Osprey's Quick Landing a Hydraulics Problem | Aero-News Network
Aero-News Network
RSS icon RSS feed
podcast icon MP3 podcast
Subscribe Aero-News e-mail Newsletter Subscribe

Airborne Unlimited -- Recent Daily Episodes

Episode Date

Monday

Tuesday

Wednesday

Thursday

Friday

Airborne On ANN

Airborne 07.20.15

Airborne 07.21.15

Airborne 07.22.15

Airborne 07.23.15

Airborne 07.24.15

Airborne Hi-Def On YouTube

Airborne 07.20.15

Airborne 07.21.15

Airborne 07.22.15

Airborne 07.23.15

Airborne 07.24.15

EAA/ANN AirVenture Innovation Preview

AIP-#1 Vimeo

AIP-#2 Vimeo

AIP-Part 1 YouTube

AIP-Part 2 YouTube

Fri, Aug 08, 2003

Osprey's Quick Landing a Hydraulics Problem

Cause May Have Been Found, Already

One of the small fleet of V-22 Ospreys came back to Earth more quickly than planned, earlier this week, at the Marine base at Quantico (VA). It's undamaged, as far as we know; but mechanics and technicians are swarming over the troubled bird, trying to figure out exactly what went wrong with, reports say, 'the hydraulics.'

'Hydraulics,' of course, describes a huge load of systems in this plagued system. Since the Osprey's inception roughly 20 years ago, 'hydraulics,' and control systems therefor, have come up as trouble spots more than once.

The machine is inherently complicated; this is exacerbated by the Osprey's need to have as many as three separate hydraulic control systems. If it ever gets sorted out, and all the lines aren't in the same places, the triple system should be plenty safe.

The machine's main-drive tilt-rotor system, designed to take off and land vertically, then pivot into position as as wing, is hydraulically-operated; what would pass for 'normal' flight controls, ditto; and power systems also move a lot of oil -- a 'hydraulic' problem could be nearly anything that isn't a 'computer' problem.

V-22 program spokesmen have told reporters that Monday's problem was not related to hydraulic lines' chafing and defective non-flexible titanium pipes, both of which have been fingered before, as points of potential or actual failure.

No one was hurt in Monday's SNAFU; that news is gratefully received. Two Ospreys killed 23 Marines in 2000, in two separate accidents.

Bell's Official Statement:

On August 4, V-22 A/C #21 made an unscheduled landing during a routine flight over the test range at the Marine Corps Base at Quantico, Va. A backup system was automatically activated and the aircraft completed a routine landing at the airfield at Quantico. The V-22 performed as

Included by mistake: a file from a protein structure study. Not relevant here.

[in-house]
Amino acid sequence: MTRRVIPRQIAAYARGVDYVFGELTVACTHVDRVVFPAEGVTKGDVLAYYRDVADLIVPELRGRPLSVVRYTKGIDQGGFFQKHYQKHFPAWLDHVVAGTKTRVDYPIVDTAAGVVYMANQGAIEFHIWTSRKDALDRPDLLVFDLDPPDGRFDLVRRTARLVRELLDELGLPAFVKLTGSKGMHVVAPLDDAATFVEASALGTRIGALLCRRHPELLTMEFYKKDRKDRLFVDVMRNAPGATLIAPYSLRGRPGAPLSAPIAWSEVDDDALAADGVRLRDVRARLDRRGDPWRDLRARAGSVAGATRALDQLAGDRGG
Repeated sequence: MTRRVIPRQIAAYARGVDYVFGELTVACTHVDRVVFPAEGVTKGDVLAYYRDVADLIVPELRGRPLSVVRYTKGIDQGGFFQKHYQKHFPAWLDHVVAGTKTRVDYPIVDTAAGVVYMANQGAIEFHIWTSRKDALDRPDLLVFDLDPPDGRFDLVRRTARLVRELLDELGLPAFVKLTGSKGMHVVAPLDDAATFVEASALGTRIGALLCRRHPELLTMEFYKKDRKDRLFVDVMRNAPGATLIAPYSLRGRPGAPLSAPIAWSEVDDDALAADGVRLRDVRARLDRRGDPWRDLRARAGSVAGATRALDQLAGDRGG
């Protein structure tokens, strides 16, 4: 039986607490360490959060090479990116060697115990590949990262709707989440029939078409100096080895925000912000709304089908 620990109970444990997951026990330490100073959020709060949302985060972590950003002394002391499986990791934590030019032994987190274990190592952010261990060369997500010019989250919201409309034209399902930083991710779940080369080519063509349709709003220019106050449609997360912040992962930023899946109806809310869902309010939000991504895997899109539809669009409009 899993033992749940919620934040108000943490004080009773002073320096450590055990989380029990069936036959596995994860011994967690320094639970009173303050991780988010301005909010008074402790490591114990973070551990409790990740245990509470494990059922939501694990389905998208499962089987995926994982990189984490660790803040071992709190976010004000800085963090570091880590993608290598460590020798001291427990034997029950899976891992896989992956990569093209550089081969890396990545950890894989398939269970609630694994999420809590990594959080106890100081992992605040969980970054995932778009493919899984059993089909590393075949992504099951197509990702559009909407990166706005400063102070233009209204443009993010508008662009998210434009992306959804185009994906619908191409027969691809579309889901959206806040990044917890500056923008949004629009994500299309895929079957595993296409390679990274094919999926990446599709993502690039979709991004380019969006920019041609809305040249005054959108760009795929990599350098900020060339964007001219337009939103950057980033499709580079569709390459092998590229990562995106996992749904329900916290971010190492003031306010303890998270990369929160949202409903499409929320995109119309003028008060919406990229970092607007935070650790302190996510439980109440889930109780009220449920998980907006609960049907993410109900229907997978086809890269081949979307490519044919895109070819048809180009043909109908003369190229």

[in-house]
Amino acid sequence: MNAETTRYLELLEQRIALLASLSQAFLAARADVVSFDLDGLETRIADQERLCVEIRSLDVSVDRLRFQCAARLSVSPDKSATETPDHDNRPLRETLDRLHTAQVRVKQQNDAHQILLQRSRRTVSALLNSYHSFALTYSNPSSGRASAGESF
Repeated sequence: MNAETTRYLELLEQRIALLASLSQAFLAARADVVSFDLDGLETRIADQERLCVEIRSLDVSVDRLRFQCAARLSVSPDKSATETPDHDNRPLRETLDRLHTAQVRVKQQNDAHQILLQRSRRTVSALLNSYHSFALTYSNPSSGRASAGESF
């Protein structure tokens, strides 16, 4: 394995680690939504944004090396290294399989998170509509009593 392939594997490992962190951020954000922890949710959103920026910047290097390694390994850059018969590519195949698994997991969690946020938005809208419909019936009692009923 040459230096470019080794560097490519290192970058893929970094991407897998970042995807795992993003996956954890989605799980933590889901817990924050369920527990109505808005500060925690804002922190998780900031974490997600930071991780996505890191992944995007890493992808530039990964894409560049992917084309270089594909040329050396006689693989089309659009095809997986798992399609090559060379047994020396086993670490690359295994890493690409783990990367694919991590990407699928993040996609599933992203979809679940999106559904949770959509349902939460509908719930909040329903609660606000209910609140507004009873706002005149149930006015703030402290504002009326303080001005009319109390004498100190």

designed with regard to pilot warning indications and the backup system action. 

A preliminary check revealed that a clamp holding a hydraulic line filter was not installed as required with the resultant vibrations causing the connection to loosen with loss of fluid to the number two hydraulics system.

The faulty part was replaced and the clamp re-installed and the aircraft then completed a normal flight back to its home base at NAS Patuxent River, Md. This is not a design issue and the missing clamp appears to be a maintenance or manufacturing issue that is under review.

FMI: www.defenselink.mil

Advertisement

More News

Airborne At OSH15 Day 4 Redux: FAA Says Little, Sun Flyer, 'That's All, Brother'

Also: Jack Pelton Interview - Part 4, Trig Avionics Update, 3rd Class Medical, Part 23 Re-Write, UAVs... FAA Administrator Michael Huerta made his annual speech at AirVenture today>[...]

Debris Found In Indian Ocean Raises Speculation About MH370

Parts Appear To Be Consistent With A B777 Debris that could be from a Boeing 777 has been found off the coast of Reunion Island in the Indian Ocean, raising speculation that it cou>[...]

AD: The Boeing Company Airplanes

AD NUMBER: 2015-15-11 PRODUCT: Certain Boeing Model 747-100B, 747-100B SUD, 747-200B, 747-200C, 747-200F, 747-300, 747-400, 747-400D, 747-400F, 747SR, and 747SP series airplanes.>[...]

AD: Bombardier, Inc. Airplanes

AD NUMBER: 2015-15-07 PRODUCT: Certain Bombardier, Inc. Model DHC-8-400 series airplanes.>[...]

ANN's Daily Aero-Linx (07.30.15)

Establishing A Flying Club Just back from Oshkosh and jazzed to start your own Flying Club? Here's advice on how to get started from EAA.>[...]

blog comments powered by Disqus



Advertisement

Advertisement

Podcasts

Advertisement

© 2007 - 2015 Web Development & Design by Pauli Systems, LC